Perhaps sailing will change that.

I sailed when I was younger (my father helped found the Wooden Boat Centre, and our boat, Lady Franklin, was the first to come out of the School’s shed on the Franklin waterfront. Tetsuya’s boat recently launched from there, also.)

Then I moved to Sydney – one of the world’s most beautiful sailing playgrounds – and despite living opposite the Cruising Yacht Club (home to the Sydney to Hobart), I skipped the boat part and instead made full use of the beer part.

Now: back in Tasmania. Tasmania has the highest amount of boats, per capita. As an island, sailing is inseparable from our history and our identity. I am now the proud owner of a beautiful 100-year-old, 35-foot Huon Pine yacht. Royal blue hull, white sails, oiled decks – the full cliché…

This Christmas holidays just past was spent sailing around Bruny Island on that boat – with a five-year-old (mine) and a husband (also mine).

The romanticism of sailing was given a beating by a 100-year storm, endless games of Snap and a port-a-loo that turns your poo blue (nice view from the seat, however).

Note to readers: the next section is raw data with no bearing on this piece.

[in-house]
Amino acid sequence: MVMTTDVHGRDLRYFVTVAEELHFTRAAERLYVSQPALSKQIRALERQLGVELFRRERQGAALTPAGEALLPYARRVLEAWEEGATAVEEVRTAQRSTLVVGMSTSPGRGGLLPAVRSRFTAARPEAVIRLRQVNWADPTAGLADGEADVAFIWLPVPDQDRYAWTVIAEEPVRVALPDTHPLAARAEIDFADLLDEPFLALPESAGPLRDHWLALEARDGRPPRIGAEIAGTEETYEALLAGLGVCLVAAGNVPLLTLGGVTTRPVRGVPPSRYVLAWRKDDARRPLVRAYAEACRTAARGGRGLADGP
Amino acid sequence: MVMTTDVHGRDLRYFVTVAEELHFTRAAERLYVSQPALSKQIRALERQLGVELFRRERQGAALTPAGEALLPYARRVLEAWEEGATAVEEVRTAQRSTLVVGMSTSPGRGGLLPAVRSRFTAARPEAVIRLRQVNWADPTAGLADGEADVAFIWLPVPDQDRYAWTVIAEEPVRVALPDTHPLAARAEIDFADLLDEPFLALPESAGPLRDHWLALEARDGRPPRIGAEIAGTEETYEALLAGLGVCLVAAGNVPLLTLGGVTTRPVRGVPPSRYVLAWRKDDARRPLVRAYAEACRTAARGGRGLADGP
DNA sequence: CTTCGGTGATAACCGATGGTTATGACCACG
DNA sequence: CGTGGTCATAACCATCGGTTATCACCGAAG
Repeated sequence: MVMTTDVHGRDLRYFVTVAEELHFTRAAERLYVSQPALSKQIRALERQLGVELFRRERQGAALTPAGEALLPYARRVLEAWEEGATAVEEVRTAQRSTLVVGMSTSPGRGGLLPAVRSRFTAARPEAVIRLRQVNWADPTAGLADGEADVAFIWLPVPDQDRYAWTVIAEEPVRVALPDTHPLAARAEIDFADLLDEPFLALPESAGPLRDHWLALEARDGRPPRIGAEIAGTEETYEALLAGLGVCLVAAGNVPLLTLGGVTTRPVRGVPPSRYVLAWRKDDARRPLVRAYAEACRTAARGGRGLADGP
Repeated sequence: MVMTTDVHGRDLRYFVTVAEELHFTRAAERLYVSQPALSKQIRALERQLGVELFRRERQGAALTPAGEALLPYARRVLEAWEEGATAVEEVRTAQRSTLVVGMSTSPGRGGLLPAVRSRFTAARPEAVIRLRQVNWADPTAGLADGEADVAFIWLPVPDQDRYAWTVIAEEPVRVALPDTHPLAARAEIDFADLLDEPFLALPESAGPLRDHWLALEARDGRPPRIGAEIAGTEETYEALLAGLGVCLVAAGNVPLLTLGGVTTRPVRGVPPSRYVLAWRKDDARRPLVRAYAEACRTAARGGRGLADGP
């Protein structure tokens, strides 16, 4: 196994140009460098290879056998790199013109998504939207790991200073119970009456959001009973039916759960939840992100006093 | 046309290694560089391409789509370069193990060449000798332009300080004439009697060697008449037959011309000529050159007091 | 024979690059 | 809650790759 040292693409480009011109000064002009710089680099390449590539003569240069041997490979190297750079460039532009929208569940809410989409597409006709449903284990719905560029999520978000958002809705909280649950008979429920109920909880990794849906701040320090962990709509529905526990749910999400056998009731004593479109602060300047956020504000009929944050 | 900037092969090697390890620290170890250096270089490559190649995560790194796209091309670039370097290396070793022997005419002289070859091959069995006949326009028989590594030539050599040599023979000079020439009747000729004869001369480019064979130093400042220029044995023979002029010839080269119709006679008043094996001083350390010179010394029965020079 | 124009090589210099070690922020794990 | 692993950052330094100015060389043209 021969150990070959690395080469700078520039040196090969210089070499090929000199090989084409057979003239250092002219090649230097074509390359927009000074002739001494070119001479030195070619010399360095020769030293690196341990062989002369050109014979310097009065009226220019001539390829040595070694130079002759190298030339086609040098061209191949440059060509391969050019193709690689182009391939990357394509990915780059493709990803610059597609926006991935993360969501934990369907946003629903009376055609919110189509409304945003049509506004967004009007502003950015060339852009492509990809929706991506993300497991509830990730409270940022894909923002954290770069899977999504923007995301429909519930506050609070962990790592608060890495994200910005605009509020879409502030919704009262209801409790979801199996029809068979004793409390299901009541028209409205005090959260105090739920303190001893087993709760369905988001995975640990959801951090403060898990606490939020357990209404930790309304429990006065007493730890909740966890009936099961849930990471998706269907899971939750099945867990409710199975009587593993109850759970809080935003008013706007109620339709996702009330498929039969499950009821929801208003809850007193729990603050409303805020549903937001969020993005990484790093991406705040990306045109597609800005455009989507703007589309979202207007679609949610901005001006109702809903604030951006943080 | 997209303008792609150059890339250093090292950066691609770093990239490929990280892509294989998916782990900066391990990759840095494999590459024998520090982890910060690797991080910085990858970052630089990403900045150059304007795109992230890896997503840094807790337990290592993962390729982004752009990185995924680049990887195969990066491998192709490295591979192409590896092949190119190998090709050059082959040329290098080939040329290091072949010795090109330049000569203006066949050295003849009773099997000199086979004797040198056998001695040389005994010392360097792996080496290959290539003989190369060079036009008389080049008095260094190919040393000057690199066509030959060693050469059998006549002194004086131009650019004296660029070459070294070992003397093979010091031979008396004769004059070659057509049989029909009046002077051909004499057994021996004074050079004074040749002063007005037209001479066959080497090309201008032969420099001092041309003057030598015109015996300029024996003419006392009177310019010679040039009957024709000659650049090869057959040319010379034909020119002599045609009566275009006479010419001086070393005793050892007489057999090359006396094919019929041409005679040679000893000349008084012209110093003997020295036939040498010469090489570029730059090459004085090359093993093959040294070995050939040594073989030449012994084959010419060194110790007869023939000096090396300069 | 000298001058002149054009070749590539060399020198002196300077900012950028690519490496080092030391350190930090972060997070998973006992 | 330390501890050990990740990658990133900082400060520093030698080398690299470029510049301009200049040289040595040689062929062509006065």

It was a real test for me. Not the lack of creature comforts, although that was bloody hard. The test came in the lack of space and distractions. The fact that every simple dry-land task was made long and thoughtful at sea. Making coffee, for instance. You had to concentrate on making coffee. Not 12 things at once.

Somewhere between day three and four, between rain-damp sleeping bags and bottles of Gordon’s Gin*, it occurred to me that there was a lesson in my discomfort. Being forced to focus on the basics of daily living gave me space – not physical space, but the mental space to listen to my mind. Something I very rarely do.

(When I first had a baby and was going mad with the insignificance of each day, a wise woman said to me that it was the ultimate ‘Zen’ lesson. To learn to live in the moment. To realise that the past and the future don’t exist. To stop trying to ignore/escape stillness and stop trying to crowd out the chatter in your brain with ‘doing’. With a new baby there’s not a lot you can do on a grand scale – you have to embrace the small things, each moment. And the sooner your realise this, the better)

Perhaps sailing will strengthen my mindfulness muscle. Perhaps Tasmania will teach me mindfulness. The frustration I’ve felt since moving here – with how slowly things happen, how apathetic people seem in contrast to what I’m used to – is perhaps less an indication of something broken in Tasmania, and more an indication of something I need to address within myself.

Perhaps slow Tasmania has it right, and I have it wrong.

Here’s to more sailing.

*Gin and boats just go together. Gin is best kept in a dive bag, slung over the side of the boat. Tassie’s cool oceans make the perfect bar fridge.